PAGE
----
NASHVILLE, Tenn. -- Reacting to the case of a Franklin, Tenn., father, the U.S. State Department called upon Japan Wednesday to sign an international agreement on parental child abductions.
Christopher Savoie sits in a Japanese jail, accused of kidnapping the two children who had been taken from him here in Tennessee.
And we're seeing how close Savoie came to getting his children back onto what might have been, at least legally speaking, U.S. soil.
Witnesses say Savoie and his two children raced past Japanese police just outside the front gate of the U.S. Consulate in Fukuoka, Japan.
"He was screaming, 'Let us in,'" one witness recalled.
Savoie's friend, Shannon Higgins, was there. Higgins, who first spoke to NewsChannel 5 Investigates on Monday, told a CNN correspondent he could only watch as police arrested the Franklin man in front of his children, 8-year-old Isaac and 6-year-old Rebecca.
It was "gut wrenching to see the kids in the situation that they were, to see how this unfolded. It makes me ask, was there any other option," Higgins said.
As Savoie described it, his ex-wife -- Noriko Savoie -- had repeatedly threatened to take the children to Japan out of the reach of American law.
"Nobody was listening to me," he told NewsChannel 5 chief investigative reporter Phil Williams before his trip.
On Wednesday, Savoie's current wife, Amy, took to the airwaves in a national TV blitz, while her husband remains locked up here inside a Japanese jail, charged with trying to abduct the children who were abducted from him.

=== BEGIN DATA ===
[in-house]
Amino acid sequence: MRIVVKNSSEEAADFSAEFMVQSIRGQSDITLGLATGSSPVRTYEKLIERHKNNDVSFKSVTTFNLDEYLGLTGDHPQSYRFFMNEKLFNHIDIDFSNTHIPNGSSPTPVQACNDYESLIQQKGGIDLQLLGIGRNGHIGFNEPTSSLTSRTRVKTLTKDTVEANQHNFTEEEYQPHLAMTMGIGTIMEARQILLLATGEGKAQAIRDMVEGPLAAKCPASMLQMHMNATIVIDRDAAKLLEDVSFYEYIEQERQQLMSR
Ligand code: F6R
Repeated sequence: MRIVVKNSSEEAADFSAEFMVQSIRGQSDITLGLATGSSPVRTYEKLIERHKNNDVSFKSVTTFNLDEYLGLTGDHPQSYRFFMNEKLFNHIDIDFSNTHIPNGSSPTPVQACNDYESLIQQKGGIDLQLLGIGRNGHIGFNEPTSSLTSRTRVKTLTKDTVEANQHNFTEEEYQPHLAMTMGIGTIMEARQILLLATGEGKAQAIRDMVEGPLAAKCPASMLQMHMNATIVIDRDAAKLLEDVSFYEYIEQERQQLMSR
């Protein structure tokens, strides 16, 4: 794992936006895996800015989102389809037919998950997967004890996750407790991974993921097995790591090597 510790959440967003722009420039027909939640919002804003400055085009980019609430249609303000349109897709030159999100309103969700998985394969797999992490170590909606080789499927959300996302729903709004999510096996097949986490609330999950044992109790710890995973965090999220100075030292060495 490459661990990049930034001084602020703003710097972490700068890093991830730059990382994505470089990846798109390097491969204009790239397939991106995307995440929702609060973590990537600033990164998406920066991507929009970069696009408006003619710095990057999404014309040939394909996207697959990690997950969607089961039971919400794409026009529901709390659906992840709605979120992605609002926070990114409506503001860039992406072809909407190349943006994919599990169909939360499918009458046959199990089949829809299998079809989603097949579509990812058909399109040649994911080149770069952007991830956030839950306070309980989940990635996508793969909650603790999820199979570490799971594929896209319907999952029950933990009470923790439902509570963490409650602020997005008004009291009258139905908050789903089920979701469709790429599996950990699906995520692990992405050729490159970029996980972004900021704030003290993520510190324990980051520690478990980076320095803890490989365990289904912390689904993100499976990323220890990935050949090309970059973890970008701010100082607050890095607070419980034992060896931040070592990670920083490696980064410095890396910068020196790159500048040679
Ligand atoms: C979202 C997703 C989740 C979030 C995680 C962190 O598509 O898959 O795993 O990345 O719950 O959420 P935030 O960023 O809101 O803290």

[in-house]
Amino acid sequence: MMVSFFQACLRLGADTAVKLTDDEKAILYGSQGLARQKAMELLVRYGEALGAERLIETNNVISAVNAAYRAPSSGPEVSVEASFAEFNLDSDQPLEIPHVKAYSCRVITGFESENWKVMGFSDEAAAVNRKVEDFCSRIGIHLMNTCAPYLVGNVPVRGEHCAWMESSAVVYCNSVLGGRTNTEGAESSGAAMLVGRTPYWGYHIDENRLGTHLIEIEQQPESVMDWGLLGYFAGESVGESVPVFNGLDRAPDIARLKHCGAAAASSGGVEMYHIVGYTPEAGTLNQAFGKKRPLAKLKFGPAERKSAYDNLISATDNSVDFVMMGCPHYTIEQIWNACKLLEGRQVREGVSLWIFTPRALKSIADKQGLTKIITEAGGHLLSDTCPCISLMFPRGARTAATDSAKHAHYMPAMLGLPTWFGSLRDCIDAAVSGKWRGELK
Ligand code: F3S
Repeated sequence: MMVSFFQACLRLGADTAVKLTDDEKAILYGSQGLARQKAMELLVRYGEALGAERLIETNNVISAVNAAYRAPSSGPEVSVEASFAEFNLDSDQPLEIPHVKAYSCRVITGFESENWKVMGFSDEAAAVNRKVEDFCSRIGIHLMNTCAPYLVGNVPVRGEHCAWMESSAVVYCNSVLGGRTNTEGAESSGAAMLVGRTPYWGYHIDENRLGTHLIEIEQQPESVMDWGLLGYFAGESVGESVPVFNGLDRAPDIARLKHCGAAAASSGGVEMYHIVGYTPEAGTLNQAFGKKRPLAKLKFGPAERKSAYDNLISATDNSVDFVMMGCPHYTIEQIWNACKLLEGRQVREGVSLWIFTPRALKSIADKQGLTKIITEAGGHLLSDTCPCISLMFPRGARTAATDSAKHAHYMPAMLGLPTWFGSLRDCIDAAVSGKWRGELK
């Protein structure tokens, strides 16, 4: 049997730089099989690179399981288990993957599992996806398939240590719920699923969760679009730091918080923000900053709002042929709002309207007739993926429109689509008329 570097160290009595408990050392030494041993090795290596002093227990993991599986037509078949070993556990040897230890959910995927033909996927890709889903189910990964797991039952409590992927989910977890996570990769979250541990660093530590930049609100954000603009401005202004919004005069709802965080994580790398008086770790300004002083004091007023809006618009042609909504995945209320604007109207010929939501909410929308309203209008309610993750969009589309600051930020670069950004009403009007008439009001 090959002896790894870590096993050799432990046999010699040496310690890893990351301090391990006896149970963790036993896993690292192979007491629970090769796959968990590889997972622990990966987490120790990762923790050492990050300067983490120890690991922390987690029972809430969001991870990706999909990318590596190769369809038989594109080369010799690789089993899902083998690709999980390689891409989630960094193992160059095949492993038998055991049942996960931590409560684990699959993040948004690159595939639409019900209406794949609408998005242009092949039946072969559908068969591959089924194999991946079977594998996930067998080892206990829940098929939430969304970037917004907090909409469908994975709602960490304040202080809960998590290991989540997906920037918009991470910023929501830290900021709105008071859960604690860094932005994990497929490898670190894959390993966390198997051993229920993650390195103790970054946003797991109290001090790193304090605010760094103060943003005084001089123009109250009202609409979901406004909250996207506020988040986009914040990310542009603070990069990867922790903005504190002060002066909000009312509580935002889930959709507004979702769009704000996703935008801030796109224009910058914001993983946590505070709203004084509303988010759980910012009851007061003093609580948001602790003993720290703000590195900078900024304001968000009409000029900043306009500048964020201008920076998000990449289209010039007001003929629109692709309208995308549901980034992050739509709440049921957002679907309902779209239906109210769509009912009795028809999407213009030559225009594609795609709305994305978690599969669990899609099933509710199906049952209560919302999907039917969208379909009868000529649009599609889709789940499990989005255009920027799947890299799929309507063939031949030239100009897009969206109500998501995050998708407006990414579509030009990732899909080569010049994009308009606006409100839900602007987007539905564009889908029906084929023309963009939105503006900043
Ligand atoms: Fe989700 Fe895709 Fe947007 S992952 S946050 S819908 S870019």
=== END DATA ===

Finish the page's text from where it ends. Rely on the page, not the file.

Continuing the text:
"I found this today --Isaac drew this for Christopher," Amy Savoie said on CBS' Early Show, holding up a blue piece of paper shaped like a light saber. "It says, 'The force is in you, Daddy.' They have their own little Star Wars language."
Patrick Braden, another father whose child was abducted to Japan, told CBS that he understands why Savoie reacted the way he did.
"I don't blame him at all," Braden said. "I mean, he can have no confidence in the State Department. He can't really have confidence in our government."
Savoie's case is now drawing international attention to what advocates -- mainly fathers -- say is more than 100 cases in which Japanese parents have abducted children to their homeland, and our own government can do nothing to help.
"In the end, it comes down to the kids," Shannon Higgins said. "They're trapped between two countries, two legal systems, two parents, two cultures."
In Washington, the State Department spokesman reiterated that the U.S. wants Japan to sign what's called the Hague Convention, under which it would recognize family court orders.
If that had been done Savoie's ex-wife would be the one who's considered the criminal, since she's wanted here in Tennessee.
Instead, she's free in Japan and she's got the children.
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